Thruvision scanner

The screening of passengers boarding flights at airports like Pangborn Memorial in Wenatchee, and busier hubs throughout the U.S. such as Sea-Tac International, could soon become a lot faster.

Transportation Security Administration (TSA) officials have announced a new method for rapid screening called “passive terahertz technology”, which they hope to soon employ at airports across the nation.

The system was developed by London-based Thruvision and can reportedly scan passengers from distances of up to 25 feet without the emittance of any radiation, since they measure a person’s energy in a way that is similar to thermal imaging used in technologies such as night-vision goggles.

A number of the devices have already been purchased by TSA, which has been busy testing them under a “concept of operations” development contract at their laboratories in Ashburn, Va.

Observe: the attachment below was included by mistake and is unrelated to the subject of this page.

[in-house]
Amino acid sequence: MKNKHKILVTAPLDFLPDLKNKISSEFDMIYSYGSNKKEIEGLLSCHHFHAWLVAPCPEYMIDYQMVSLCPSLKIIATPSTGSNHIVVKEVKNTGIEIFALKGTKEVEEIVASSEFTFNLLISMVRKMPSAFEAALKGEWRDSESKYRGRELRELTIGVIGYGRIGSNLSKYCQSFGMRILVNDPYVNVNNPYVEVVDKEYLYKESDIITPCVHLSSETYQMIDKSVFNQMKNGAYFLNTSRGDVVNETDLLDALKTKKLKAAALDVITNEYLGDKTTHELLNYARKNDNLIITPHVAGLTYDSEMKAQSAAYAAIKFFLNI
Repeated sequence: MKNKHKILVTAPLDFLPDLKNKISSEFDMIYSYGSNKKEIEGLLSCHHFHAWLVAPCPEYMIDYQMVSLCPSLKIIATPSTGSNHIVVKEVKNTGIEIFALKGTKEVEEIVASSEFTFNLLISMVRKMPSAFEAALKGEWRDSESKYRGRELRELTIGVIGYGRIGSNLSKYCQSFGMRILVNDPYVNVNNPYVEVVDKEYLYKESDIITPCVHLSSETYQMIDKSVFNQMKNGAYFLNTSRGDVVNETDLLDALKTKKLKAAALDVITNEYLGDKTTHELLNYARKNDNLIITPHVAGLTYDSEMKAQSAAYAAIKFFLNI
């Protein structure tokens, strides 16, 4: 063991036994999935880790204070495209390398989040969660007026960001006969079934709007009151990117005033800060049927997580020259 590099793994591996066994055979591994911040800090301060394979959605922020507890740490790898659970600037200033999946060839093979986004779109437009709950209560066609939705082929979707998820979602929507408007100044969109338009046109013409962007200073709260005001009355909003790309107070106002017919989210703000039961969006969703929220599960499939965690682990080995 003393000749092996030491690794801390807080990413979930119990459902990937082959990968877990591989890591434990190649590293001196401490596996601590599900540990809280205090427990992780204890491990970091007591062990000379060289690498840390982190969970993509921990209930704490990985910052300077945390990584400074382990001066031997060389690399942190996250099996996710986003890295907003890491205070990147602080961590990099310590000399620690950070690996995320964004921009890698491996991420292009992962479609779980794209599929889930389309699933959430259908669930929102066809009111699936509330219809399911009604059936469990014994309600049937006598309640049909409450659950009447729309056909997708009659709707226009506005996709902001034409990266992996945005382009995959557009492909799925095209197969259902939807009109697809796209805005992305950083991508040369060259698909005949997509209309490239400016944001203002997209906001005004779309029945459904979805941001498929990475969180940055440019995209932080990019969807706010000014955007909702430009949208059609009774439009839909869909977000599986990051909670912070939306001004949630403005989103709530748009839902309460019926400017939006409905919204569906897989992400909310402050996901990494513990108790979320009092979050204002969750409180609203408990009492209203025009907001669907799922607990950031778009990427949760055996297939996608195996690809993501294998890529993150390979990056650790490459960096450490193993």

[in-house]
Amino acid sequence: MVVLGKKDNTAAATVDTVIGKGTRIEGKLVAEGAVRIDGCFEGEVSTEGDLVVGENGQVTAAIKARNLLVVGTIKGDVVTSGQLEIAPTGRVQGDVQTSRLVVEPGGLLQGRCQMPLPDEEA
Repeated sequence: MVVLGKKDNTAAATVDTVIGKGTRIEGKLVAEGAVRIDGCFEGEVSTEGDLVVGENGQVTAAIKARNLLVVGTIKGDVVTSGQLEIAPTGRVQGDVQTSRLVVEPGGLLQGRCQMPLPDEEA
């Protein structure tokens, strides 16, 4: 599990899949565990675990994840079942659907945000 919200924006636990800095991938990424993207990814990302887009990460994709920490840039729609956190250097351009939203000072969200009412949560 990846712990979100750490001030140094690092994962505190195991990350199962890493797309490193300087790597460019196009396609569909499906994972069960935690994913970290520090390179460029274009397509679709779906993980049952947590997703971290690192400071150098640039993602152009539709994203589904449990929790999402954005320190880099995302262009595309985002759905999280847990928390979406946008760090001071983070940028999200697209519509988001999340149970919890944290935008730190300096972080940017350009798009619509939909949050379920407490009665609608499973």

Officials with Thruvision contend that, in addition to speeding up the screening process for passengers, its breakthrough technology will also allow it to be done more safely and less intrusively.

The Thruvision scanners can also detect non-metallic threats and other concealed objects which metal detectors cannot. If proven successful, the system would make the need for passengers to pass through a metal detector or body scanner obsolete, since they would not be required to stand directly in line with the device.

TSA is in the final stages of putting the emerging tech through its testing phase and hopes to roll it out for real-world application at a select number of airports in the near future, although they have not yet specified which ones might be receiving the devices first.

“We believe Thruvision’s technology has the potential to complement existing TSA aviation checkpoint screening processes through high throughput screening of travelers,” said Kevin Gramer, vice president of Thruvision’s  American division in Washington, D.C. “Our goal is to help TSA increase security and the passenger experience.”

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